Lucia di Lammermoor

I first encountered Lisette Oropesa’s voice at Glyndebourne earlier this year when she was performing in Donizetti’s Don Pasquale, so I was delighted that not long after that, she was to return to Donizetti as Lucia di Lammermoor in her Royal Opera House debut in the first revival of Katie Mitchell’s 2016 production.

The 2016 production was not received fantastically by critics or audiences, luckily in this first revival a number of those issues have been resolved. I enjoy the split-stage staging as it adds a fascinating element to Lucia and makes her story seem far more whole although for those on the left and right hand sides of the stage, it can be a huge problem. The running water has been reduced in this production, although I noticed that in the final scene when Lucia enters the bath it had been so filled up that when she enters it water crashes out and disrupts the enjoyment of the music for quite a few minutes as it drips out and then drips down to the next stage, less full bath tub next time please!

This production is most definitely Lucia’s show with her appearing in every scene whether acting or singing, it brings so much more insight in to the character it’s a revelation. To match such a revelation in storytelling and character there is Lisette Oropesa who is a revelation by herself. Prior to, and after seeing this production I listened to Maria Callas and Joan Sutherland’s performances and I can genuinely tell you, as someone who has now seen Oropesa in the role three times, she sings it better. There is no straining in her voice, she is relaxed and her range, her ability is staggering. The Mad Scene in particular has Oropesa singing in a way that I didn’t think possible. Oropesa can’t just sing though, her acting is just as important in this production, being on stage the entire time (with a few seconds break going from one side of the set to the other) and she can really act.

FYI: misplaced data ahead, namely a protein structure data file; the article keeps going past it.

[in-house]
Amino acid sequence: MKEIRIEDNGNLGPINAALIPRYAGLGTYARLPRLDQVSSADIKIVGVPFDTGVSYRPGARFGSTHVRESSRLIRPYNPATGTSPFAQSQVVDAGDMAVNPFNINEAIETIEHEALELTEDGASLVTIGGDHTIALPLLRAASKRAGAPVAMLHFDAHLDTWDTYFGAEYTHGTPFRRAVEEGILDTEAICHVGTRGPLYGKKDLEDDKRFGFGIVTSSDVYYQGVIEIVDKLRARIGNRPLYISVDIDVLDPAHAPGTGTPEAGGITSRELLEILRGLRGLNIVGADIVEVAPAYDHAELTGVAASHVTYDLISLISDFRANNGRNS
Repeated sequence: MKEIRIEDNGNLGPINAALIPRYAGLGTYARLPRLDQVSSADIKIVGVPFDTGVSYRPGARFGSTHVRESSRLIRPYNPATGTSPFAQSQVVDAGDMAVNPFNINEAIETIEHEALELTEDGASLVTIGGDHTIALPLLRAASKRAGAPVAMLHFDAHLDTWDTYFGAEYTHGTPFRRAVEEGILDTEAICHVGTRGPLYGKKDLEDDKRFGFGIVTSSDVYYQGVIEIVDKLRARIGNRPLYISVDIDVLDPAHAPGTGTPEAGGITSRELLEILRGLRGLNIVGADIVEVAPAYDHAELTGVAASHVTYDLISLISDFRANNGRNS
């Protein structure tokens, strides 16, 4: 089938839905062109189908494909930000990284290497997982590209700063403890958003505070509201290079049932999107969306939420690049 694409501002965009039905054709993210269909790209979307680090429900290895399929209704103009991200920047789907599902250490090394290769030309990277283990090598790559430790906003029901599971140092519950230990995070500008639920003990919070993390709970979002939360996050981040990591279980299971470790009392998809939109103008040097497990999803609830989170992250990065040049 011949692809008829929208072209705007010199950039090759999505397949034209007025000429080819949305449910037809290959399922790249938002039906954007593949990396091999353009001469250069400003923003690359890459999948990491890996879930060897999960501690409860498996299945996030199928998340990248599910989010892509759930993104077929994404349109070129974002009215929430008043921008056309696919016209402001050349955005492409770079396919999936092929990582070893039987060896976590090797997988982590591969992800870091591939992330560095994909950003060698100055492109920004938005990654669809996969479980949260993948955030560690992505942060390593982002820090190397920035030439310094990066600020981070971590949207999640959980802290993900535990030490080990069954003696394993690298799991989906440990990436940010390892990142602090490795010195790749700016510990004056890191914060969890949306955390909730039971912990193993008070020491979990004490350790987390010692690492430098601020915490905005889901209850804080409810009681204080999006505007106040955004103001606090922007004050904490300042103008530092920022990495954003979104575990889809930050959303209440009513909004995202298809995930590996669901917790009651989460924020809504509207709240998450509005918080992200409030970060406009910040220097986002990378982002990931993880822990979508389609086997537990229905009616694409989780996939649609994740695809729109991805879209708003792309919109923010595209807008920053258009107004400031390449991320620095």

Rachael Lloyd who plays Alisa, Lucia’s companion, only has a small singing role, however she is on stage pretty much the entire duration too and she is a perfect acting for Oropesa and steals the show a few times with her acting ability. Mirco Palazzi was another standout for me as Raimondo, with a brilliant voice and Christopher Maltman as Enrico, Lucia’s brother looked like he was having enormous fun being evil (and we the audience loved seeing that), but also added extra depths, especially in the final Act. The ROH orchestra and chorus were, as always, faultless.

Katie Mitchell’s production is infinitely better in this revival with a Lucia and supporting cast that just stagger you. Lisette Oropesa is incredible and gives, in my opinion, the best performance at the Royal Opera House this year, I hope she gets invited back very soon.

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